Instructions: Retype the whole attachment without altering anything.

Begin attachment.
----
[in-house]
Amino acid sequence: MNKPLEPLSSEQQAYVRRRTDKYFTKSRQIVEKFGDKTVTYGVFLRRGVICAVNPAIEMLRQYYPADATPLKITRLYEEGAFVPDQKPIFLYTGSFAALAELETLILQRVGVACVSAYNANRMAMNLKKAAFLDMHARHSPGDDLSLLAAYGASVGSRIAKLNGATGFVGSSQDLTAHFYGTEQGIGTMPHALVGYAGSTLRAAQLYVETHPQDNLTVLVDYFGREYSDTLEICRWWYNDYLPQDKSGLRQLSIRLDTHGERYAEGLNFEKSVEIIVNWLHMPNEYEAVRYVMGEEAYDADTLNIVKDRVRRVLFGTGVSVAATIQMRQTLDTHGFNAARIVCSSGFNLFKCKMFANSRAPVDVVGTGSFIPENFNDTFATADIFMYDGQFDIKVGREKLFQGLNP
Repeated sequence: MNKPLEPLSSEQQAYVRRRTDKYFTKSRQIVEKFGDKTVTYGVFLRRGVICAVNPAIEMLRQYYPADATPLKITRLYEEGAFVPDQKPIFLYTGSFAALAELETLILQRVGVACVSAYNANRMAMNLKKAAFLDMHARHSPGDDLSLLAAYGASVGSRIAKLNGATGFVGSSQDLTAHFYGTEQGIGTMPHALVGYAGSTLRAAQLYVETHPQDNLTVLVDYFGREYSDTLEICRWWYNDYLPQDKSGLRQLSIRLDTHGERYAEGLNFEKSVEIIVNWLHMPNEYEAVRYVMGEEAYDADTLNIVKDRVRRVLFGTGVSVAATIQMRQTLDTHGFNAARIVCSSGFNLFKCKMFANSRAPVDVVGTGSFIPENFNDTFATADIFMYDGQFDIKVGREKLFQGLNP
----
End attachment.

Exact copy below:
[in-house]
Amino acid sequence: MNKPLEPLSSEQQAYVRRRTDKYFTKSRQIVEKFGDKTVTYGVFLRRGVICAVNPAIEMLRQYYPADATPLKITRLYEEGAFVPDQKPIFLYTGSFAALAELETLILQRVGVACVSAYNANRMAMNLKKAAFLDMHARHSPGDDLSLLAAYGASVGSRIAKLNGATGFVGSSQDLTAHFYGTEQGIGTMPHALVGYAGSTLRAAQLYVETHPQDNLTVLVDYFGREYSDTLEICRWWYNDYLPQDKSGLRQLSIRLDTHGERYAEGLNFEKSVEIIVNWLHMPNEYEAVRYVMGEEAYDADTLNIVKDRVRRVLFGTGVSVAATIQMRQTLDTHGFNAARIVCSSGFNLFKCKMFANSRAPVDVVGTGSFIPENFNDTFATADIFMYDGQFDIKVGREKLFQGLNP
Repeated sequence: MNKPLEPLSSEQQAYVRRRTDKYFTKSRQIVEKFGDKTVTYGVFLRRGVICAVNPAIEMLRQYYPADATPLKITRLYEEGAFVPDQKPIFLYTGSFAALAELETLILQRVGVACVSAYNANRMAMNLKKAAFLDMHARHSPGDDLSLLAAYGASVGSRIAKLNGATGFVGSSQDLTAHFYGTEQGIGTMPHALVGYAGSTLRAAQLYVETHPQDNLTVLVDYFGREYSDTLEICRWWYNDYLPQDKSGLRQLSIRLDTHGERYAEGLNFEKSVEIIVNWLHMPNEYEAVRYVMGEEAYDADTLNIVKDRVRRVLFGTGVSVAATIQMRQTLDTHGFNAARIVCSSGFNLFKCKMFANSRAPVDVVGTGSFIPENFNDTFATADIFMYDGQFDIKVGREKLFQGLNP